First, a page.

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Connections rejects alternate shelter site

Connections for the Homeless, in a strongly worded letter to city officials, has rejected the idea of ​​relocating its shelter operations from the Margarita Inn downtown to a site on Howard Street.

The Howard Street location was proposed by owners of property on either side of the Margarita, located at 1566 Oak Ave.

Larry Starkman of Wesley Realty Group, which owns the Oak Crest Apartments at 1570 Oak Ave., has proposed an apartment building he owns at 565 Howard St. as the alternate homeless shelter site.

The Margarita Inn,1566 Oak Ave., center, flanked by the Halim Museum at 1560 Oak on the left and the Oak Crest Apartments at 1570 Oak on the right. (Google Maps image)

And Nefrette Halim, whose family owns the Halim Time & Glass Museum at 1560 Oak, has proposed adding the parking lot her family owns across Clyde Avenue from Starkman’s building as a possible site for a new-construction facility for Connections.

Starkman claims he’s been told by Michael Pure, the owner of the Margarita, that Connections will pay Pure $7.75 million to buy the Margarita, roughly three times the $2.68 million current estimated market value assigned to the Margarita by the Cook County Assessor’s office.

And he says he’d be willing to take a tax loss on the sale of his property — which the assessor now values ​​at $2.45 million.

Connections Executive Director Betty Bogg has declined to specify what the organization has agreed to pay Pure for the Margarita.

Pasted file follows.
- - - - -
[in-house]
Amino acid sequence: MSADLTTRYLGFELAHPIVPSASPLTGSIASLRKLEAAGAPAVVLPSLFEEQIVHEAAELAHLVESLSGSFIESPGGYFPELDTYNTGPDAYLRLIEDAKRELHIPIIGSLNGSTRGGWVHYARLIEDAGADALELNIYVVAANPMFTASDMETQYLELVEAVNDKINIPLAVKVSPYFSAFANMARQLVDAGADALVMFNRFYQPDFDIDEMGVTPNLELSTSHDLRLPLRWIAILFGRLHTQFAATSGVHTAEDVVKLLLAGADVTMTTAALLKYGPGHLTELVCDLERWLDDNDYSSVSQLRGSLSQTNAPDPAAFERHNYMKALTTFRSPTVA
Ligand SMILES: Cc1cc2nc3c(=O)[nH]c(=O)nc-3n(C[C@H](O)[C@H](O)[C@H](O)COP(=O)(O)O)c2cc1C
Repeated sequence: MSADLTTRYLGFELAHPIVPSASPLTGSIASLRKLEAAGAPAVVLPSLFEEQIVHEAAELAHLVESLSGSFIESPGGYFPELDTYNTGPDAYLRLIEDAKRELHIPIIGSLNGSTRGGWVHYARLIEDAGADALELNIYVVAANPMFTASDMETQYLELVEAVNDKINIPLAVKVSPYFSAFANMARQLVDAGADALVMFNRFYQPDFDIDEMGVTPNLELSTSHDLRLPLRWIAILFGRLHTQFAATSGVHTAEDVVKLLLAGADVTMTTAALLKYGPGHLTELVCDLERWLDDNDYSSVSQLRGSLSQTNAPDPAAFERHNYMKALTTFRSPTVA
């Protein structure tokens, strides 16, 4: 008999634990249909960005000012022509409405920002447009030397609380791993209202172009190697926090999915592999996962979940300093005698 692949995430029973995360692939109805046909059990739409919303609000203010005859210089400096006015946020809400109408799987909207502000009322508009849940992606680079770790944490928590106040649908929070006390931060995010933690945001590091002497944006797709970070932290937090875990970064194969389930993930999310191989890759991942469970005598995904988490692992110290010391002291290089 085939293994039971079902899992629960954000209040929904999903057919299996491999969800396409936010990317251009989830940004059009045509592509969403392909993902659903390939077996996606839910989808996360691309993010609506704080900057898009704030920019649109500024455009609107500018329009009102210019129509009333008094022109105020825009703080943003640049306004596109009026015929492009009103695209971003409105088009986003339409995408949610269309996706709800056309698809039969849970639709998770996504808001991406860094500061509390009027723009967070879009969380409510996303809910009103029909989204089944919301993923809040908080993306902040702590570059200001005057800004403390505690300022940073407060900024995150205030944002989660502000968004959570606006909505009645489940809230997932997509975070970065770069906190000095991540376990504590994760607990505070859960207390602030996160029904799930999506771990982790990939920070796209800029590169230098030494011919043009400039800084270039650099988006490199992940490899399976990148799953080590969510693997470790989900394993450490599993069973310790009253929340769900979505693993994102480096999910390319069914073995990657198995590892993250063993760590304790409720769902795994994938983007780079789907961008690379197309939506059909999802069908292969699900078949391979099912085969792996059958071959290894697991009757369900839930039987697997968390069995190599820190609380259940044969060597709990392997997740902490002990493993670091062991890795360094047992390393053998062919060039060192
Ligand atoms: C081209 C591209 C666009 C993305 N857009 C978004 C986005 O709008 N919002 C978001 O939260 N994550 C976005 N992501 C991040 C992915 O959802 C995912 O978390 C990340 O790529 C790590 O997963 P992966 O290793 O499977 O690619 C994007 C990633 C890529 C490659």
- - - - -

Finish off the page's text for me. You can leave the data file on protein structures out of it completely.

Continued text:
Halim says both Wesley Realty and her family own other properties on the block of Clyde north of Howard, so they would still have Connections as a neighbor if the Howard Street site were used.

But she says it would reduce the negative impact she claims the Margarita has had on downtown businesses and would still provide convenient access to public transit for Connections clients — with the Howard CTA station about a quarter mile to the east.

But Bogg, in her letter included in the packet for Wednesday’s Land Use Commission hearing on Connections’ special use permit application for continued use of the Margarita, says the former hotel on Oak Avenue “is, by far, the best facility available.”

“The sheer cost in time and money of these alternate proposals, even with reduced purchase prices, makes them unviable,” Bogg says.

She says the group would have to duplicate expenses it has already incurred trying to win approval for the Margarita site and would risk “the goodwill of our supporters who want us to be at the Margarita Inn.”

She also says splitting the shelter between multiple buildings would add to operating costs.

And she notes that another organization, Northside Housing and Supportive Services, has plans for a new shelter at 7464 N. Clark St., just a block south of the Evanston border.

Boggs adds, “It does not make sense to move the shelter from a highly functional and unique location that is ready to use, and happens to be located in a pirmarily white neighborhood, to a primarily black, high-poverty neighborhood.”

“This proposal,” she says, “perpetuates both segregation and inequity in how Evanston serves its residents and where they can live.”

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